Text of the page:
Because my room was in a such an extraordinary bad lowend condition, I bought some more rockwool and put them inside my room (backwall). I even built custom made frames to put the rock wool in. (you can read about those adventures on gearslutz). I could have bought some monster traps, but because I am not after perfect look I decided to install the “non-tasty-version” of absorption.

After hanging them up I had to readjust my speakers, put the speakers decoupled from the floor and use something with a mass to improve the transient response of the speakers (only discovered that after using the GIK panels). I also changed my studio desk to a smaller one and now I can really feel and hear the difference.

Conclusion

Besides those wonderful looking and solid built panels the customer support is extraordinary. Glenn Kuras (the CEO and owner of GIK) got me in touch with one of the acoustic guys (Bryan Pape) and Bryan told me what I need. I showed him some measurements and we went trough it. I think he spent 6hours with me… For free. Show me another company who does that.. I am still impressed.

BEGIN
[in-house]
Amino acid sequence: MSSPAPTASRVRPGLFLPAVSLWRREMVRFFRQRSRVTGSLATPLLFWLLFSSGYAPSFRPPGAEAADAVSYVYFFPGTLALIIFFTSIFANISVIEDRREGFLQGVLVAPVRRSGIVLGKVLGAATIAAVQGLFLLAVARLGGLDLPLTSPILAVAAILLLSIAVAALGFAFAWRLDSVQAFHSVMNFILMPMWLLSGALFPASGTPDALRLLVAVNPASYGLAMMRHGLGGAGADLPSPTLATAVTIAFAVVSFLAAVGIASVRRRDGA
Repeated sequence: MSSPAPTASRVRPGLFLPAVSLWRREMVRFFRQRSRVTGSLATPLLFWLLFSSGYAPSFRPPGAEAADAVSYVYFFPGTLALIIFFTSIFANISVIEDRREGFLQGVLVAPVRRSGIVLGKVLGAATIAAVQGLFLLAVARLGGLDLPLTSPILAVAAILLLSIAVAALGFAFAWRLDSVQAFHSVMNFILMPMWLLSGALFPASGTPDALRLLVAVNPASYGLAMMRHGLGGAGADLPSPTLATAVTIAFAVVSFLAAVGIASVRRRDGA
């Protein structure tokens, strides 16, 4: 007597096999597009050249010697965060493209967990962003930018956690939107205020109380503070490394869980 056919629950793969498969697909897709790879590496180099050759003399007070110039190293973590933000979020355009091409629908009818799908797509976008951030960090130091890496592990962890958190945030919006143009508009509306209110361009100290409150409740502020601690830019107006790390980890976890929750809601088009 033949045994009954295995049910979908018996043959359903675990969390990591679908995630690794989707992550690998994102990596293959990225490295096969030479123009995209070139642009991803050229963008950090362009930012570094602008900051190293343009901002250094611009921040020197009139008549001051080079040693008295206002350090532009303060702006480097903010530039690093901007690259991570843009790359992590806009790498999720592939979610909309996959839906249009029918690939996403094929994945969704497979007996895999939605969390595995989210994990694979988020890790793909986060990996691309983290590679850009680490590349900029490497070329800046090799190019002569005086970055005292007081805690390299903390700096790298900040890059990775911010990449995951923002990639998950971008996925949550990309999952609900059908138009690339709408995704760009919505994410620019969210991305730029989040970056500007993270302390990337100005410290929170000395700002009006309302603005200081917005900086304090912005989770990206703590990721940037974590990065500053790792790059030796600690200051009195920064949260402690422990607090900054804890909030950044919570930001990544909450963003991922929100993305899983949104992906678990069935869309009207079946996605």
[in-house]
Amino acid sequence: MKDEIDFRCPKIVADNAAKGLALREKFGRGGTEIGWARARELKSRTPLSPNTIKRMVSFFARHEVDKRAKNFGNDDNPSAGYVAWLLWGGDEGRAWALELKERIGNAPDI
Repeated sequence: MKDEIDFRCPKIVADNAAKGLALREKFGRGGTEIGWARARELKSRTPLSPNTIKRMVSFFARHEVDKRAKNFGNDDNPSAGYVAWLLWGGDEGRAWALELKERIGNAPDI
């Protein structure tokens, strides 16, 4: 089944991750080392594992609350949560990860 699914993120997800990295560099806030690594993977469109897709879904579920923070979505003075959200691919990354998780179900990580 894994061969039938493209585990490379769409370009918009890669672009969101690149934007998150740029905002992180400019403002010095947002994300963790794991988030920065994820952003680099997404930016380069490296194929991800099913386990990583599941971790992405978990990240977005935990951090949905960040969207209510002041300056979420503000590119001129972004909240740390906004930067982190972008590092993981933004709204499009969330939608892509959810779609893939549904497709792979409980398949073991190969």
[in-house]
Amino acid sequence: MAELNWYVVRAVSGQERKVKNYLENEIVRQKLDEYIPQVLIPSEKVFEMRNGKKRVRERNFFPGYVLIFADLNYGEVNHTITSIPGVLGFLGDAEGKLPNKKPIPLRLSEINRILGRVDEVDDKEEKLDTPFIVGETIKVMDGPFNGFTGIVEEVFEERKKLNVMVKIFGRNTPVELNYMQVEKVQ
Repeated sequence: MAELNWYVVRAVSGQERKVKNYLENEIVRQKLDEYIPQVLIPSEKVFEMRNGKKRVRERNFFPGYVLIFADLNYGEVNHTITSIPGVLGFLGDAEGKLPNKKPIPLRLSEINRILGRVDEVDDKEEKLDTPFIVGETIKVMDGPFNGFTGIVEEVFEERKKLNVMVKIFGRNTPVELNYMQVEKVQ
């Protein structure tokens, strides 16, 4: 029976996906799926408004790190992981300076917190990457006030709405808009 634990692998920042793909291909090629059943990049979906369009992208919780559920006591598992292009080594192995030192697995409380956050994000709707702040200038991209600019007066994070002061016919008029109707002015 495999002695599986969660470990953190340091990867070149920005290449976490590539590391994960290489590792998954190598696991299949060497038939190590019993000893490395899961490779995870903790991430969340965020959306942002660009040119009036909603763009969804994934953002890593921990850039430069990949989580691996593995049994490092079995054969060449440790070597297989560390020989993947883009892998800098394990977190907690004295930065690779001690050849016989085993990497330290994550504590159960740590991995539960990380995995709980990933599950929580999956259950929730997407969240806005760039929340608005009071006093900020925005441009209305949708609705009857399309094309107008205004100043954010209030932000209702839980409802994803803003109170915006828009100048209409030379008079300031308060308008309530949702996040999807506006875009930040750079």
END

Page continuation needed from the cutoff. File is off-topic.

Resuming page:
After kickin in with the panel things, my room improved dramatically. I heard stuff I never heard and the most important thing: I started to change stuff in my room (like installing additional lowend absorption and a new desk) because I could really hear the difference. Before it was a huge mess if I am honest and I didn’t even know where to start.

Ok. Now go and buy the traps. If you order over 1000 euros shipping is free. The traps are shipped from the UK. It took them 7 days to build the traps after placing my order.

Great stuff, great service, great company.

The GIK 244 Bass Trap is professionally manufactured for a sharp and crisp appearance. Most acoustic products are merely a fabric wrapped piece of acoustic material or foam that is not only unattractive but is not very effective below 125 Hz. All GIK panels are manufactured with a wood frame to not only give it a professional look but making mounting extremely easy and durable to stand the test of time. An air gap is built into the design to provide performance well below 80Hz while still providing the clean look when flush mounting on the wall. GIK’s design of the 244 (and The GIK Monster Trap) is to allow it to be used in quantity, to absorb as much bass as possible without over absorbing the high end, which leaves life inside of the room. Cymbals are crisp and clear while bass kicks!

Most studio engineers compensate for inaccurate room bass levels by guessing, because they feel their monitors are not giving a true response. In reality it is not the monitors, but an untreated room that creates the unbalanced sound. After installing GIK 244 Bass Traps you will be able to hear and engineer bass properly. As a sound engineer from LA put it after installing GIK 244 in his studio: “I never knew that you could get so much bass out of NS-10 monitors. Now what I hear in the studio is what is heard in every other stereo. No more guessing on the low end.”